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What our students do

King’s Legal Clinic has two central aims; to provide our students with the opportunity to work on live cases thereby developing their skills and understanding of law in context; and to provide opportunities for students to serve their community promoting social and economic justice.

King’s Legal Clinic has four main strands of activity:

Legal Advice Clinic providing free legal advice to members of the community;

Collaborative community projects;

Research and legal activism; and

Supporting our Streetlaw and Mediation student societies. 

The Legal Advice Clinic

The Legal Advice Clinic is a free first tier advice service based in The Dickson Poon School of Law on the Strand Campus. Students working under the supervision of qualified lawyers will interview clients, analyse their problem, research the issues and send them a letter of advice normally within two weeks of their appointment. The purpose of the advice letter is to provide the client with an understanding of the legal issues in their case, details on any relevant processes and practical advice on the available options. Where the Clinic is unable to provide advice, we aim to signpost clients to organisations which may be able to assist.

The Clinic offers legal advice in a range of specialist areas, working with leading law firms to run clinics focused on:

Immigration & Asylum (with Duncan Lewis Solicitors);

PwC Legal Clinic (with PricewaterhouseCoopers)

Intellectual Property

Family (with Stowe Family Law LLP and Wilsons Solicitors LLP)

Human Rights and Environment

We also run research projects and work in collaboration with other organisations to provide services to the community including:

Support to litigants in person via Support Through Court

Investigating potential miscarriages of justice with The Freedom Law Clinic

Providing tribunal representation, via The Zacchaeus 2000 Trust ('Z2K'), to people across London appealing decisions about their disability benefit.

The Protea Clinic providing immigration advice to vulnerable migrant women and is a collaboration between King’s Legal Clinic, Hibiscus Initiatives and Hammersmith and Fulham Law Centre.

The Article 8 ECHR project, providing substantive representation to migrant families seeking to remain in the U.K on human rights grounds, it is a collaboration between King’s Legal Clinic, Islington Law Centre, Reed Smith LLP and Akin Gump Straus Hauer Feld LLP.

KEATS

How we work with clients

Clients generally get in touch by filling our our online enquiry form to request an appointment. Alternatively, clients can also email or ring the Clinic directly with details of their query. If we are able to take on their case, then the case will be allocated to a pair or group of students who will be responsible for opening and maintaining the file and working together to draft the letter of advice for the client.

Students 9 800 x 430

The Client Appointment 

Client appointments are usually conducted face to face in the Clinic, in light of the Covid 19 Pandemic it is likely appointments will be conducted on-line or over the telephone.  Where circumstances permit and it is safe to do so, we will resume face to face appointments.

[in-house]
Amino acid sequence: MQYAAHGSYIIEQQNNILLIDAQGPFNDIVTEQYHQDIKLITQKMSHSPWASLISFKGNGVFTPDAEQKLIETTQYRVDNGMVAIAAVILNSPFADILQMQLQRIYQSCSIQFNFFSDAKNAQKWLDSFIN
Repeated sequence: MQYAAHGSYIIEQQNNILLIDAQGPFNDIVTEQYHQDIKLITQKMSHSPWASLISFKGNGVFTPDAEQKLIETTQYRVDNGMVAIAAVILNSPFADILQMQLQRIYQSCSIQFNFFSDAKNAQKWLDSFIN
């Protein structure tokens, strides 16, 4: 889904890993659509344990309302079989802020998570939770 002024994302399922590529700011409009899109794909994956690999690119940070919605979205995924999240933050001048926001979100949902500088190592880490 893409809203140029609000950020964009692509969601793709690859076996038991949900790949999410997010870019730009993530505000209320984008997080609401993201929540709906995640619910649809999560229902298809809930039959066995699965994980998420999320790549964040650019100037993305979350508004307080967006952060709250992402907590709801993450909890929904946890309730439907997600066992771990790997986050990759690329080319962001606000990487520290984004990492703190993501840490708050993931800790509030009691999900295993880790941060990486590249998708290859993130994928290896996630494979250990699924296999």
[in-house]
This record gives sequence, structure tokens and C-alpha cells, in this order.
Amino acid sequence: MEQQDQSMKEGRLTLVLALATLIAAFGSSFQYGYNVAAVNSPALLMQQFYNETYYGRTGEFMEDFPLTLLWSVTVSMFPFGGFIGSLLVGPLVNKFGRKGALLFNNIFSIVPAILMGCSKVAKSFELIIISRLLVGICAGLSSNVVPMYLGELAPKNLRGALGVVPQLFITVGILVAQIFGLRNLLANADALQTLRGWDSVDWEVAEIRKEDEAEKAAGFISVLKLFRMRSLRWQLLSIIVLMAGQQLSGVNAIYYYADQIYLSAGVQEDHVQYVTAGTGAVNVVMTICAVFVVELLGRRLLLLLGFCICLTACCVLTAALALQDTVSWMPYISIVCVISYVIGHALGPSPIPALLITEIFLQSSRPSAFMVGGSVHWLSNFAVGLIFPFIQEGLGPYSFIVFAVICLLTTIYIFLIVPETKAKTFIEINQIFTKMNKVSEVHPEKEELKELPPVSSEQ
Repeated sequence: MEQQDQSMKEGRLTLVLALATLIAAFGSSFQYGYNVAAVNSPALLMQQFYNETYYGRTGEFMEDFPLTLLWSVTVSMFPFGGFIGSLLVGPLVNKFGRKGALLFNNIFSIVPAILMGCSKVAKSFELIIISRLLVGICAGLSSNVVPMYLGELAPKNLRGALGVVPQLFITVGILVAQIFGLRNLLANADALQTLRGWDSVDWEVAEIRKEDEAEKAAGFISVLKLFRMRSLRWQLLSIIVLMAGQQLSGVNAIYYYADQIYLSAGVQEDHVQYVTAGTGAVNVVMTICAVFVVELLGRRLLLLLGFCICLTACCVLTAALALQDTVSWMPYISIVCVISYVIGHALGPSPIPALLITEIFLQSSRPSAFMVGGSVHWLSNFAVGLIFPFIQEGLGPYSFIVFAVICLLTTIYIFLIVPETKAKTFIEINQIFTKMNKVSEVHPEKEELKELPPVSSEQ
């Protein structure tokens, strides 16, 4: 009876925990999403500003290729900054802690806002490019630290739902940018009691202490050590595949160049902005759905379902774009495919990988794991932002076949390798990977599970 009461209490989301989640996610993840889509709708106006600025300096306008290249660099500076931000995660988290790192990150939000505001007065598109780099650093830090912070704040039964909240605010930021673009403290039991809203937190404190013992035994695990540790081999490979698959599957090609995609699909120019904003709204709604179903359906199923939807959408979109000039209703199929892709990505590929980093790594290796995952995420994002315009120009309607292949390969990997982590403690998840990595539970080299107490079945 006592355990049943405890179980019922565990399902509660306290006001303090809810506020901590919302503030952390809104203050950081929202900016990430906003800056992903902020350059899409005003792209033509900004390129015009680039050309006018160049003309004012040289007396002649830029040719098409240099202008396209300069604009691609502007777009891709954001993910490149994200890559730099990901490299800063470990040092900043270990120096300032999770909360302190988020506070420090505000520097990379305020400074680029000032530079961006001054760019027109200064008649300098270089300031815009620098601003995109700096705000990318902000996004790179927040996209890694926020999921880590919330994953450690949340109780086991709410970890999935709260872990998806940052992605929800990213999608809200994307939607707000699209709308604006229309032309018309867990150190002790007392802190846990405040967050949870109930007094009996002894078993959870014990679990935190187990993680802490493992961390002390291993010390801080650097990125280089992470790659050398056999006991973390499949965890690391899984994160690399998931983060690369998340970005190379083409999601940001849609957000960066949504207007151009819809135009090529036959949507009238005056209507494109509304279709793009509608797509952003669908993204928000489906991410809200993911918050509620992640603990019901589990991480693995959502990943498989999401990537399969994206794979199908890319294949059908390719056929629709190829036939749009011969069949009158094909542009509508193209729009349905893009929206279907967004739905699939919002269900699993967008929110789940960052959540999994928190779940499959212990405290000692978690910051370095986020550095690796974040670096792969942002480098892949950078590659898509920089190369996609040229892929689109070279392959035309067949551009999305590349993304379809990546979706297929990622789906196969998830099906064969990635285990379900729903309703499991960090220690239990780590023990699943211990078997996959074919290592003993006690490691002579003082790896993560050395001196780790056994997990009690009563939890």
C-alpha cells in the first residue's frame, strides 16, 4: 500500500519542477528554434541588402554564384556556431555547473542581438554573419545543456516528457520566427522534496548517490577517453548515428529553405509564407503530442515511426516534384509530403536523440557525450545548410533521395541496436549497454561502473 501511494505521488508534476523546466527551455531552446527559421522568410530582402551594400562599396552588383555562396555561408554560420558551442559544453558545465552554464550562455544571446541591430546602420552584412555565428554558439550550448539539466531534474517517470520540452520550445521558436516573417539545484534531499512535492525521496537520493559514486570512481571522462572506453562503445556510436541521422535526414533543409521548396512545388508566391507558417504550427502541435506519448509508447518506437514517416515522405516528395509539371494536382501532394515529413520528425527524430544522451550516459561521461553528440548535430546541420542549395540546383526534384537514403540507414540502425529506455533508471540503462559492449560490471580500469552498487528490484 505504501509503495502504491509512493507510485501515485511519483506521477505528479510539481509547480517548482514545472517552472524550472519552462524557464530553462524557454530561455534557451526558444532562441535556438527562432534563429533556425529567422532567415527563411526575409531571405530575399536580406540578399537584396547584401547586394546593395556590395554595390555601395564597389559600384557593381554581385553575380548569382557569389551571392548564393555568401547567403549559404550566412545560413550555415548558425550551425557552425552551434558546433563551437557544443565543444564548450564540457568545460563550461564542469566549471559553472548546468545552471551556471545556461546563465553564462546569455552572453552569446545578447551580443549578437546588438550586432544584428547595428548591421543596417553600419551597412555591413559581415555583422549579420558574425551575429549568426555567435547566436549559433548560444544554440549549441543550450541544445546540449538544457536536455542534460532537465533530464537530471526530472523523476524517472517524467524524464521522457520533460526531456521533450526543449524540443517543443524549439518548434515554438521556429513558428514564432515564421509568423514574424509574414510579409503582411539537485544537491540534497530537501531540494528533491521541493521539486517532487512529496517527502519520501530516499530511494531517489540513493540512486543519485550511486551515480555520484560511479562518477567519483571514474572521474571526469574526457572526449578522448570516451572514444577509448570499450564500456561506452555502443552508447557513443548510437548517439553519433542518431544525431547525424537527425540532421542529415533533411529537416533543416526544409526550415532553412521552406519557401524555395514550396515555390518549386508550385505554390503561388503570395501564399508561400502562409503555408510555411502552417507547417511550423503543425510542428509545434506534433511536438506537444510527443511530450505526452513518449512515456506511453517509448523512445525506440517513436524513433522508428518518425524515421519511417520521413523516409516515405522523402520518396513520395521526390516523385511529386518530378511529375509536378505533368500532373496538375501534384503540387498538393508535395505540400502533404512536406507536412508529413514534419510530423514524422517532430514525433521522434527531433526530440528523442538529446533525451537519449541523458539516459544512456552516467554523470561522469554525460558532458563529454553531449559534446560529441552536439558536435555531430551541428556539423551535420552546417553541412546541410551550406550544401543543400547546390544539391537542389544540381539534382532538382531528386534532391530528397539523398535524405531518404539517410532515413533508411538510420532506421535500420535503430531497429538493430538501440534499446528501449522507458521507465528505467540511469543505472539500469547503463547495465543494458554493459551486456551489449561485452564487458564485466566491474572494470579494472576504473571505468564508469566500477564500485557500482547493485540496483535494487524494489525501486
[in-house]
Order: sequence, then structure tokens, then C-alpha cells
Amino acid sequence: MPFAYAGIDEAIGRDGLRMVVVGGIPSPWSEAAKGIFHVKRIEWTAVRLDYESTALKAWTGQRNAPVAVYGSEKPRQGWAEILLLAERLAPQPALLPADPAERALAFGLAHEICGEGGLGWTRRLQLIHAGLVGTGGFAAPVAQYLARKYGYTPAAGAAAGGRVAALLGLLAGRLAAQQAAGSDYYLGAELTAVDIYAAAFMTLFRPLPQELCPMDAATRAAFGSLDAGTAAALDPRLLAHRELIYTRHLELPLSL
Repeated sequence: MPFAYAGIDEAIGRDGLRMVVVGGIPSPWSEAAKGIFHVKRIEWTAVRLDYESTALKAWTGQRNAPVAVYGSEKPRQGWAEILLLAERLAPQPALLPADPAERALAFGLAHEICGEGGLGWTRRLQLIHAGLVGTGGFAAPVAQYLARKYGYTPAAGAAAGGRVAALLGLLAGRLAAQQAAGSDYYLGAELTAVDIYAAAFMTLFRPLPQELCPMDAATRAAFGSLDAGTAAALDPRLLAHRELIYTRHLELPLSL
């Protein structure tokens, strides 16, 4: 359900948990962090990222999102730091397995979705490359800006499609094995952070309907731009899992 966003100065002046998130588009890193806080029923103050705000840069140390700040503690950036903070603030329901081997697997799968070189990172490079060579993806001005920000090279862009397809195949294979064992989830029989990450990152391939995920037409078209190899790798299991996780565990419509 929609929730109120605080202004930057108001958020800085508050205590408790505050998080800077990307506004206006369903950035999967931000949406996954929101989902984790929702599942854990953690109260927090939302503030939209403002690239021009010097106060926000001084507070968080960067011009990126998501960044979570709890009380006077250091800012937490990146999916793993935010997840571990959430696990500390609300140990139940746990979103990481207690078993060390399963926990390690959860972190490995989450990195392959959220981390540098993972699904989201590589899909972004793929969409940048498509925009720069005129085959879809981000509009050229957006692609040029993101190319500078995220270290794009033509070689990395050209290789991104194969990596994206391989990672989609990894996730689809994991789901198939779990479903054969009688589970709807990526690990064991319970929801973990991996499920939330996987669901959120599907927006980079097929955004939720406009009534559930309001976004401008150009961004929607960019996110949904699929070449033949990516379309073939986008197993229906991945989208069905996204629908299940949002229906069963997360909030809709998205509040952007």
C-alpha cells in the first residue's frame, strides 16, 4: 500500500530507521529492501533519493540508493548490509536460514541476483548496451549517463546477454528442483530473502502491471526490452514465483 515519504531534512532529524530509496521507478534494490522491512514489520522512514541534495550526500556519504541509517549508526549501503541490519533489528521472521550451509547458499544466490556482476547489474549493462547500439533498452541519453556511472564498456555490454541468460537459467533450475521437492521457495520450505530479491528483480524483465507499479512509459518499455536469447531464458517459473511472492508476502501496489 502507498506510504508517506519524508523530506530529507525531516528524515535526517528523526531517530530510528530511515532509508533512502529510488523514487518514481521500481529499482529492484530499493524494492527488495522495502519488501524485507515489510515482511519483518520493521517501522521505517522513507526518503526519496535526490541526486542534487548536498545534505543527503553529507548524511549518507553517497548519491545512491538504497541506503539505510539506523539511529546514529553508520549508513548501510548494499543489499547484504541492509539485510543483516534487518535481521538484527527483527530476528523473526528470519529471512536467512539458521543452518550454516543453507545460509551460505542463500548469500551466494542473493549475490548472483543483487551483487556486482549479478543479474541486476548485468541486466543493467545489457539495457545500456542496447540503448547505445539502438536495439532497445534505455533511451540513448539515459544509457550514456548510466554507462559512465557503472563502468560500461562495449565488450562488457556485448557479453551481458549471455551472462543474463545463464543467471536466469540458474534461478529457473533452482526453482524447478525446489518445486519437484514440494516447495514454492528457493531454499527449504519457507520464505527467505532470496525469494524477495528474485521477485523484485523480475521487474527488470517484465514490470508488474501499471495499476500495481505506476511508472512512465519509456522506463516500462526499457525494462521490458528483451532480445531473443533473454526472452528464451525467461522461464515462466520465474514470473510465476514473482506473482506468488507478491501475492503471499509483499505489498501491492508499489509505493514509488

On the day of the appointment, our students will meet and greet the client, accompany them to the interview room, and then conduct the interview. The students will use the interview to find out more about the facts relating to the client's issue; no legal advice is given during the interview.

Normally, the Supervising Solicitor will not take part in the interview but will be available to help with any queries and may sit in on the appointment.

Over the next two weeks, the students will analyse the client’s problem, identify and research the key issues, and draft a letter of advice. The letter of advice will then normally be sent to the client two weeks after the date of their initial appointment. 

What our Students Gain

There are so many reasons why working in the Clinic is beneficial for students. The most important being it shows students that legal problems do not exist in a vacuum. Legal issues do not come neatly labelled as a contract problem or a family law issue, for example. Sometimes the client’s problem is not actually legal but calls for intervention and support from other agencies. Other times, the client can struggle to explain what their problem is, and it becomes the student's job to help the client articulate their questions.

As a result, students will have to develop a whole range of skills which are different to those learnt on the traditional academic law programme:

  • Problem solving
  • Active listening
  • Legal research and accurate note taking
  • Demonstrating empathy whilst at the same time maintaining professionalism.

We also know that employers value the experience students get from working on real life problems. Students develop what are known as 'soft skills' which employers are often looking for, exposing students to the difference between knowing the law and practicing the law. Many of the cases students will encounter involve people at the sharp end of political and legal decisions and involvement in the Clinic forces students to think about how laws are made, who makes the laws and what can be done where well intentioned policy results in bad law.

Find out more about King’s Legal Clinic

Our mission

Our mission

King's Legal Clinic aims to serve London with free legal advice.

Contact us

Contact us

Get in touch with the King's Legal Clinic and fill out our enquiry form or call us.